Everyone wants what Dick Tracy had -- a smart watch that’s way ahead of its time.

From Fiction to Reality

Back in 1946 when the fictional, plain clothes comic book detective wore one, it was a two way radio used to communicate with police headquarters. It gave Dick an automatic edge over the bad guys and made him the cool hero every geeky, and not so geeky, kid wanted to be.

Fast forward a quarter century and sexy sleuth James Bond wore computer-like watches that contained satellite links on his wrist. Depending on the movie, they also functioned as cameras, smartphones, bomb detonators, printers of fortune cookie-like paper strips and more.

And later this year, or at least by 2014, iGadget enthusiasts are expected to be wearing computer-like devices on their wrists that do more than the creators of Dick Tracy and James Bond might have imagined. Respectable sources like the New York Times, the Wall Street Journal and Bloomberg News are calling the anticipated forthcoming device the iWatch. Whether it will be an accessory or a computer is anybody’s guess.

Rumor Roundup: Word on the Street

Though Apple has neither confirmed nor denied the rumors, some industry watchers believe that Cupertino execs are slowly, and intentionally, leaking information. Maybe it’s to reignite enthusiasm among iFans or to reassure the company’s uncertain shareholders that innovation is alive and well at the post-Jobs Apple. 

Either way, here’s what some pundits are saying about the believed to be forthcoming “iWatch.” Whether it will be a computer, a wearable app-enabling mobile device that happens to tell time (like the incredibly well-received, Kickstarter funded Pebble Watch), or spur the development of a new platform is anybody’s guess. We’d love to hear your thoughts in the comments section.

From Bloomberg News:

Apple Inc. has a team of about 100 product designers working on a wristwatch-like device that may perform some of the computing tasks now handled by the iPhone and iPad, two people familiar with the company’s plans said.

The team, which has grown in the past year, includes managers, members of the marketing group and software and hardware engineers who previously worked on the iPhone and iPad, said the people, who asked not to be named because the plans are private. The team’s size suggests Apple is beyond the experimentation phase in its development, said the people.

From The New York Times:

But the exploration of such a watch leaves open lots of exciting questions: If the company does release such a product, what would it look like? Would it include Siri, the voice assistant? Would it have a version of Apple’s map software, offering real-time directions to people walking down the street? Could it receive text messages? Could it monitor a user’s health or daily activity? How much will it cost? Could Timothy D. Cook, Apple’s chief executive, be wearing one right now, whispering sweet nothings to his wrist?

Such a watch could also be used to make mobile payments, with Apple’s Passbook payment software."

From ZDNet:

In September 2012 Apple effectively killed the growing and fun iPod-watch industry when it released the seventh-generation iPod nano which switched from a tiny square form-factor to a rectangular shape that wouldn't work as a watch -- even on Dick Tracy.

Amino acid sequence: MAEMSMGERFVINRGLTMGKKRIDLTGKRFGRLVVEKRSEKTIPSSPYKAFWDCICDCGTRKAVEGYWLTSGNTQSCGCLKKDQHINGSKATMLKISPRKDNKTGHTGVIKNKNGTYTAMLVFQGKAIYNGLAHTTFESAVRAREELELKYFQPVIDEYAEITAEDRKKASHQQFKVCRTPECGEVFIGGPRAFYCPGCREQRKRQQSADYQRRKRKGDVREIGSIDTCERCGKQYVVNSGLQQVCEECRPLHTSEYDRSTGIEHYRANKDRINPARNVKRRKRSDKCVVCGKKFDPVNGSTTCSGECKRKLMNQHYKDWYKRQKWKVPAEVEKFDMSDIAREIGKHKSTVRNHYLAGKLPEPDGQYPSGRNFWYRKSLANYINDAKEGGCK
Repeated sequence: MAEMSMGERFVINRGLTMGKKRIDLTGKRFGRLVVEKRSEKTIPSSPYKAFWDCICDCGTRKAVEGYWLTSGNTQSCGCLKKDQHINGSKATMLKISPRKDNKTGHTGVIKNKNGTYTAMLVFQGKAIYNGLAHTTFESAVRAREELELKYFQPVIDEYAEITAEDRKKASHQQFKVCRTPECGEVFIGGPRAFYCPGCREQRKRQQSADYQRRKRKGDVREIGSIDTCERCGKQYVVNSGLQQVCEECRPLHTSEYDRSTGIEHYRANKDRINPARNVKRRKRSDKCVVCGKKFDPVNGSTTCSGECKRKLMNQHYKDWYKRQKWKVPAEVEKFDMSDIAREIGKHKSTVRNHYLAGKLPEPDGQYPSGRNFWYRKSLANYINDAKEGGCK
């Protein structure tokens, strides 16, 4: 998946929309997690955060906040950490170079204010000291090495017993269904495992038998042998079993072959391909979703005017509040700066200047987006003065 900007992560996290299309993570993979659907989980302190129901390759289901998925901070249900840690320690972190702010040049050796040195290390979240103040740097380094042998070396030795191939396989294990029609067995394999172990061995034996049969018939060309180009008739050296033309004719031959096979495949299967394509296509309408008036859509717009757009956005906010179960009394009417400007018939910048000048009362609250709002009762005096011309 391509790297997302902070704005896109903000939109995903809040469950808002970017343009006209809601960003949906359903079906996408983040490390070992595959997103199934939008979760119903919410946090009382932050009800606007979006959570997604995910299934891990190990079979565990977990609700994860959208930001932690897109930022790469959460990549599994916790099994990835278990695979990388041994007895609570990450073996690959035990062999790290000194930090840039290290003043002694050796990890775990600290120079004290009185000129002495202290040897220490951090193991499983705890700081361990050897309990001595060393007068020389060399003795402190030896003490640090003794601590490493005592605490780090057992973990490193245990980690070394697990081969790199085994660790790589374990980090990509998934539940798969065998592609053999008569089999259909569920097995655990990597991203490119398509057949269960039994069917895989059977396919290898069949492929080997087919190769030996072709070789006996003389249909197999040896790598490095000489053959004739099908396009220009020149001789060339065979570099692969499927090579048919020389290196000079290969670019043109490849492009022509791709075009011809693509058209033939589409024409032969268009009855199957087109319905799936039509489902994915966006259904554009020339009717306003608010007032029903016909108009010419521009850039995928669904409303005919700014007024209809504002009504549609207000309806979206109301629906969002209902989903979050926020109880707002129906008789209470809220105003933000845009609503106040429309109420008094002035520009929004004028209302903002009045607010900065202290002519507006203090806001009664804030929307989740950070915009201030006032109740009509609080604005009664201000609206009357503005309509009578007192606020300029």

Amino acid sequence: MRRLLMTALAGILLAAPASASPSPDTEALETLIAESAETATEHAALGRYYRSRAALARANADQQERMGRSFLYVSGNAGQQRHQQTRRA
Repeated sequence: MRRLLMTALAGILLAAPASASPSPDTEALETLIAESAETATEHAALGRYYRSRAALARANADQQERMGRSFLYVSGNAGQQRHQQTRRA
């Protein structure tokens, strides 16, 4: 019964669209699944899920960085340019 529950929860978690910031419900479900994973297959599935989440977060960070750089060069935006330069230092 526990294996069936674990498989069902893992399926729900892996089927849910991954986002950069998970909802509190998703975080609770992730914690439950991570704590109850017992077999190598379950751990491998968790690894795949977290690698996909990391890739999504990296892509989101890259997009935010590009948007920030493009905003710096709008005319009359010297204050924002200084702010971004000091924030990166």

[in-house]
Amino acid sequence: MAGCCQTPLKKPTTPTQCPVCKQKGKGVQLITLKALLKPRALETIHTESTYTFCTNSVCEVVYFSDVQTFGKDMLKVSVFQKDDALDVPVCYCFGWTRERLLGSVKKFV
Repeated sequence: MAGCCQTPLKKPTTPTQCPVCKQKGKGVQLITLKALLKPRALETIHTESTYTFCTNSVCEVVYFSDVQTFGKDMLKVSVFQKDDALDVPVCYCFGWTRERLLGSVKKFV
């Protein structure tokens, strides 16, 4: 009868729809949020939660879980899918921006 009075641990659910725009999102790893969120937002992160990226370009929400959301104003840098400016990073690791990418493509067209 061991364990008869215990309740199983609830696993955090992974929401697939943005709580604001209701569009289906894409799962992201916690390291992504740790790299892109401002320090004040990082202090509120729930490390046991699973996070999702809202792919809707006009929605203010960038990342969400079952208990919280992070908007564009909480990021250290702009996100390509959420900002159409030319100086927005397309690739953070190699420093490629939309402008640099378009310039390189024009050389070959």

That's when rumblings of a proper iWatch coming from Cupertino began to crop up. My favorite conspiracy theory (raised by gdgt's Peter Rojas) is that Apple killed the square iPod nano because it's building its own iWatch and doesn't want to compete with itself. At first this was a stretch (even for me) but it looks like Rojas' theory might have legs."

From Apple Insider:

As rumors swirl over the potential for a so-called iWatch from Apple in the not-too-distant future, the company is secretly developing an entire wearable/attachable computing platform and ecosystem comprised of wireless sensing systems for monitoring not only sports activity, athletic training, medicine, fitness, and wellness in humans, but also for tracking packages and industrial production.

From PC World:

An extension of an iPhone

Rather than trying to build all of that functionality into a watch itself, Apple could make a watch leveraging the power of the iPhone. An iWatch could be paired via Bluetooth with an iPhone and act as a wireless portal to a variety of iPhone functions, without making you take the smartphone out of your pocket or purse.

It would be especially cool if an iWatch displayed maps and navigation information from the iPhone, or if you could push a button on it to query Siri.

One of the reasons there’s so much excitement about the Pebble is that it does things that people wish the iPod Nano-as-watch could do. The Pebble connects to an iOS or Android device, and it can leverage smartphone-based apps to provide functionality through its e-paper display. It has the potential to display alerts and notifications, emails, incoming call details, social network status updates, weather information, and more from your smartphone via the Pebble on your wrist."

From Slashdot

Mobile Payments and Passwords: Certain smartphones pair NFC (near-field communication) technology with “digital wallet” software, allowing their owners to pay for goods by bringing their mobile device in proximity with a sensor. An “iWatch” could further streamline this drive toward frictionless payments. In that vein, the timepiece could also serve as another element in two-factor authentication—why ask your cloud provider to text a four-digit code to your phone, so you can access your email, when you can simply display that code on your wrist via an app.

If the pundits are right, we’ll know exactly what the watch will be called and what it does pretty soon. Some suspect it will be as soon as Spring."